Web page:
Category Archives: International Affairs

WANNING SUN. Blind Spots in Australia’s Soft Power Strategies.

Blessed with an enviable healthy and relaxed lifestyle, beautiful landscape, and clean environment, Australia has rich soft power assets and resources. Yet, more than ever before, Australia faces unprecedented challenges in its soft power efforts. The China factor cannot be … Continue reading

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DUNCAN GRAHAM. Robbing Roads To Keep Rice Cheap.

Unlike their southern neighbours, Indonesians know when they’ll go to the polls – 17 April 2019. That Wednesday will be a public holiday to encourage a big turn out.  Voting is not compulsory. In the 2014 election 135 million electors … Continue reading

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RICHARD BUTLER. John Bolton’s speech: Hostility, misrepresentations, US self-regard.

Bolton’s authorized major speech on the International Criminal Court misrepresented it, expressed deep hostility to it, but was revealing of just how deeply entrenched in US foreign policy is the notion of US exceptionalism, under which it and Israel are … Continue reading

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MELISSA PARKE. Conflict in Yemen

‘I don’t want to live any more’ said the man standing in the rubble of his destroyed home. His teenage daughter beside him burst into tears and the younger daughter looked up at him, not understanding. The airstrike, in the … Continue reading

Posted in International Affairs, Politics | 4 Comments

JOSEPH NYE. The two sides of American exceptionalism (Project Syndicate, 5.09.18)

In July, I joined 43 other scholars of international relations in paying for a newspaper advertisement arguing that the US should preserve the current international order. The institutions that make up this order have contributed to “unprecedented levels of prosperity … Continue reading

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GEOFF RABY. Prometheus bound: How China’s power is constrained

The more Australia positions itself as if there is only a binary choice between US or Chinese hegemonic influence in the region, the more likely conflict becomes.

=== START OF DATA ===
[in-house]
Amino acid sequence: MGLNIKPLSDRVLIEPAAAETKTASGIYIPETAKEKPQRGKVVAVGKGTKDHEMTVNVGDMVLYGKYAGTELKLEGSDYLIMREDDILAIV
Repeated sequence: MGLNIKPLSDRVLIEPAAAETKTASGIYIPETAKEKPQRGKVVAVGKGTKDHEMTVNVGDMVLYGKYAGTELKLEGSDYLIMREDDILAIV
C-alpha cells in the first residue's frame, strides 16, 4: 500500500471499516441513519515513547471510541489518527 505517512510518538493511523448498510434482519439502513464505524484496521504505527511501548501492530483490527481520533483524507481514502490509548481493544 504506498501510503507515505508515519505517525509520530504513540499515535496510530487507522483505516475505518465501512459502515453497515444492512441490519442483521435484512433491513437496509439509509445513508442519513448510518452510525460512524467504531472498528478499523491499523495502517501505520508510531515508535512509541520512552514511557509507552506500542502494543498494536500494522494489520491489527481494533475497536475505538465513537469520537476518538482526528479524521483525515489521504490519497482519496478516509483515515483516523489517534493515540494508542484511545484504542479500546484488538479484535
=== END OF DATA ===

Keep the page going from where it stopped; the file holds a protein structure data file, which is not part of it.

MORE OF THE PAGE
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PETER JANSSEN. Wealth gap remains under Thai junta rule.

PM Prayut Chan-ocha vowed to tackle the kingdom’s politicized income inequality but has failed to pass a redistributive land tax that would hit elite holdings

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ISHAAN THAROOR. The White House’s new attack on the international system.

In his first major policy address since joining the White House in April, national security adviser John Bolton offered a particularly aggressive demonstration of President Trump’s “America First” agenda. He threatened the International Criminal Court, a U.N.-mandated body based in … Continue reading

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STEPHEN LEEDER. The Evil You Cannot See.

Concern about air quality in Australia popularly centres around two topics:  exhaust stacks from city road tunnels and climate change.  Neither are as critically important as the effects of small particle pollution.  

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MICHAEL KELLY SJ. Religious Persecution and Home Churches in China.

When will they ever learn? The best tonic to stir up religious fervor and greater commitment in a totalitarian society is to persecute believers. 

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ELAINE PEARSON. Open letter to Marise Payne: Will Australia let James Ricketson unjustly spend 6 years in Cambodian prison?

Dear Foreign Minister, Human Rights Watch writes to urge you to press the Cambodian Government to quash the conviction and immediately release imprisoned Australian journalist and filmmaker James Ricketson.

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ANDREW FARRAN. The US goes after the International Criminal Court

It is monstrous and ill conceived that the US National Security Adviser to President Trump, the notorious underminer of international institutions, including those with clear humanitarian purposes, one John Bolton, should get on his high horse to denounce the ICC … Continue reading

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VIPS STEERING GROUP. Trump should involve himself in worsening Syria crisis

Respected US public interest  group Veteran Intelligence Professionals for Sanity (VIPS) has issued a public warning that uncontrolled escalation of the final battle for Idlib in Syria is worsening the risk of direct US-Russian military clash there. They appeal to … Continue reading

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JUDITH WHITE. Governments, bankers and burning museums.

When Brazil’s Museu Nacional in Rio de Janeiro burned down on 2 September, staff described it as “a tragedy foretold”. For years, successive governments had cut recurrent funding for the museum, whose collection of 20 million priceless and irreplaceable objects … Continue reading

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ADAM HUGHES HENRY. Unresolved questions of “Independence”.

One of the core areas of interest for Gough Whitlam and his government in the realm of international affairs was a process of modernisation in Australia’s engagement with international law and its impact on the domestic scene. Some of this … Continue reading